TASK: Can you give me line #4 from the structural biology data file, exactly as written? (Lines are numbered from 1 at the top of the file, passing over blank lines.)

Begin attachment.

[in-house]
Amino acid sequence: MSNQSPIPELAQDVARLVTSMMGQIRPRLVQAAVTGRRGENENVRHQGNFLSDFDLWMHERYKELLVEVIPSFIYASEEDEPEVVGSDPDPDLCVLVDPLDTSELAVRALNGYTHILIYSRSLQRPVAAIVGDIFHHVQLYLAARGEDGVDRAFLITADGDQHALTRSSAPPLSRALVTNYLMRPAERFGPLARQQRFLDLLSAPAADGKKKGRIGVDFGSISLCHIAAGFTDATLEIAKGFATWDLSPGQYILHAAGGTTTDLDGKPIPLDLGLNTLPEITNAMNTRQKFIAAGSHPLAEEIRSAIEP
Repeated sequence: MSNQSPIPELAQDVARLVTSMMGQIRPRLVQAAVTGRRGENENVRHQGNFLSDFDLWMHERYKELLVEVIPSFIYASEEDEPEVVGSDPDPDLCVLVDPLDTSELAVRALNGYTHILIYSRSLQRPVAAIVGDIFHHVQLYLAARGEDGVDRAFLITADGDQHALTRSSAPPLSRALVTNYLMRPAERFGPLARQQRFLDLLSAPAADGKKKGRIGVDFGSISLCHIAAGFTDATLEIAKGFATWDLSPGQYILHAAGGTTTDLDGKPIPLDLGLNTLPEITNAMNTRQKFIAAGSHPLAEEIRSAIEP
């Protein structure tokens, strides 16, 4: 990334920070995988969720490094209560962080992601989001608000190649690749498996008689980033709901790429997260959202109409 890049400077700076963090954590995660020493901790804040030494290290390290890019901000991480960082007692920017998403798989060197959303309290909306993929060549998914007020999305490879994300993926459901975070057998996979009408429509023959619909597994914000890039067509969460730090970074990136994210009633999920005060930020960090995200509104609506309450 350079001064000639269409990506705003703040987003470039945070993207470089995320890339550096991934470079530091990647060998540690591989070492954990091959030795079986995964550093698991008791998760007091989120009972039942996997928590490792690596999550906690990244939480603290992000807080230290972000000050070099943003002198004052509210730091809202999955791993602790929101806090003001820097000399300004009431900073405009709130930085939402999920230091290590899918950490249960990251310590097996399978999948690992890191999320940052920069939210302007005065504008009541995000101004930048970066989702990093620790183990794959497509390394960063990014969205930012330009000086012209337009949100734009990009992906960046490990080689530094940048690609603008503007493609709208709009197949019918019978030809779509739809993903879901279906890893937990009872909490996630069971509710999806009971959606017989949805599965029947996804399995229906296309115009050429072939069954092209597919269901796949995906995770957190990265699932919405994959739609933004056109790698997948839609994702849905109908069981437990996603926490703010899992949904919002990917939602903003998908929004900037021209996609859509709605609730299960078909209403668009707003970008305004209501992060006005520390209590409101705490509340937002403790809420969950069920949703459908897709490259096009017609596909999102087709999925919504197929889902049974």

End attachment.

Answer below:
């Protein structure tokens, strides 16, 4: 990334920070995988969720490094209560962080992601989001608000190649690749498996008689980033709901790429997260959202109409 890049400077700076963090954590995660020493901790804040030494290290390290890019901000991480960082007692920017998403798989060197959303309290909306993929060549998914007020999305490879994300993926459901975070057998996979009408429509023959619909597994914000890039067509969460730090970074990136994210009633999920005060930020960090995200509104609506309450 350079001064000639269409990506705003703040987003470039945070993207470089995320890339550096991934470079530091990647060998540690591989070492954990091959030795079986995964550093698991008791998760007091989120009972039942996997928590490792690596999550906690990244939480603290992000807080230290972000000050070099943003002198004052509210730091809202999955791993602790929101806090003001820097000399300004009431900073405009709130930085939402999920230091290590899918950490249960990251310590097996399978999948690992890191999320940052920069939210302007005065504008009541995000101004930048970066989702990093620790183990794959497509390394960063990014969205930012330009000086012209337009949100734009990009992906960046490990080689530094940048690609603008503007493609709208709009197949019918019978030809779509739809993903879901279906890893937990009872909490996630069971509710999806009971959606017989949805599965029947996804399995229906296309115009050429072939069954092209597919269901796949995906995770957190990265699932919405994959739609933004056109790698997948839609994702849905109908069981437990996603926490703010899992949904919002990917939602903003998908929004900037021209996609859509709605609730299960078909209403668009707003970008305004209501992060006005520390209590409101705490509340937002403790809420969950069920949703459908897709490259096009017609596909999102087709999925919504197929889902049974």